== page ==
Tesla’s Resistance to Union Efforts

Published on June 8th, 2024

In 2017, Jose Moran, a Tesla employee, was fired for starting a “Fair Future at Tesla” union campaign at Tesla’s factory in Fremont, California. Shortly after, Moran spoke out on Bloomberg Business Week and published an essay highlighting the long hours, low pay, and risks of injuries that employees deal with at the factory. According to CBS in 2018, the NLRB ruled that Tesla’s decision to fire Jose Moran was illegal retaliation.

Several trade unions have unsuccessfully tried to unionize Tesla workers in the United States. According to CBS in 2018, Tesla responded by firing employees involved in all three campaigns including Jose Moran, who worked at Tesla’s Fremont factory. According to Reuters in 2017, the United Auto Workers indicated its interest in unionizing Tesla, spending over $400,000 by 2018 on organizing campaigns, supporting union advocates, and filing complaints with the NLRB.  According to Hull & Eidelson in 2024, Tesla’s factory in Fremont alone employs thousands of workers. Employees at the plant have formed a UAW organizing committee, and the union has committed to providing whatever resources are necessary for the campaign there.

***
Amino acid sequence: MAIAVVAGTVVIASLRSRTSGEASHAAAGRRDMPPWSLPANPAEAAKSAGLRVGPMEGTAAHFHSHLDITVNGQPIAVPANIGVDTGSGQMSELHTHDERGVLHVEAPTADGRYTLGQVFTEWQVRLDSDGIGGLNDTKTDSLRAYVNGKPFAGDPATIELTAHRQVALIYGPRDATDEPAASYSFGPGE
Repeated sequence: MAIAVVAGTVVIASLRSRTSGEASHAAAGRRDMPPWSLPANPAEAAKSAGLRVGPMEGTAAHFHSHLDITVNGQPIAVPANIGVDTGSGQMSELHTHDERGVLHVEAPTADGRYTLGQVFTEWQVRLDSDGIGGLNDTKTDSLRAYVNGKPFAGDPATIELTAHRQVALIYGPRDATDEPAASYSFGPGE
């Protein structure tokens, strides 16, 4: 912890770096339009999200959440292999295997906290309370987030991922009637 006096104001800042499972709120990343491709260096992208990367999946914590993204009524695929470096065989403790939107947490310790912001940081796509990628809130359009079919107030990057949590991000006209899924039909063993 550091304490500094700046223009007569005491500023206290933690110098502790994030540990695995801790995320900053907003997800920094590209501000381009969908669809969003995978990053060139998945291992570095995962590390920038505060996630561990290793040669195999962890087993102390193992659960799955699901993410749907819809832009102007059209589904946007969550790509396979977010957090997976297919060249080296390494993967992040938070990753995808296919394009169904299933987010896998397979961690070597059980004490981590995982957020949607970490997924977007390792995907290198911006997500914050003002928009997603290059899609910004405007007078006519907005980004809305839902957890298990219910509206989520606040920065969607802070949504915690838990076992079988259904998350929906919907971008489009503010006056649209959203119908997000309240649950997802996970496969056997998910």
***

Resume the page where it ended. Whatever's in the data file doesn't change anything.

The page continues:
Another effort to unionize Tesla occurred in December 2018. According to Reuters, workers at the solar panel Gigafactory in Buffalo announced a unionization drive with the support of United Steel Workers (USW) and the International Brotherhood of Electrical Workers (IBEW). Subsequently, the United Steel Workers filed a complaint one month later, alleging that Tesla illegally used surveillance on workers and fired several employees in retaliation. In 2023, workers at the same Gigafactory in Buffalo involved with labeling data for Tesla’s autopilot program, announced a unionization effort with Workers United. A day after the announcement, a complaint was filed with the NLRB against Tesla for firing over 18 employees who participated in the Workers United organizing. Ultimately, the NLRB dismissed the illegal firing complaint but found merits in the other complaints around workplace surveillance.

According to Reuters in 2023, Tesla faced labor law violations in Florida. An administrative judge ruled that Tesla violated labor laws by suppressing workers at a service center in Orlando, Florida, from discussing pay and bringing up working condition grievances. This was seen as a form of union restriction. Thus, there are currently 17 open unfair labor practice violations pending with the NLRB involving Tesla.

In October 2023, IF Metall, a Swedish labor union, initiated a strike against TM Sweden, a Tesla vehicle service subsidiary, over the company’s refusal to sign a collective bargaining agreement. According to Reuters, the strike, initially affecting mechanics at several workshops solely servicing Tesla vehicles, later expanded to include other facilities servicing various car brands. While workers continued with regular tasks, they refrained from servicing Tesla vehicles during the strike. Other Swedish trade unions later joined out of sympathy. The Swedish Transport Workers Union blocked the loading and unloading of Tesla cars, while dockworkers, electricians, and postal workers halted services to Tesla. Musk has reportedly instructed TM Sweden to sign no collective bargaining agreements.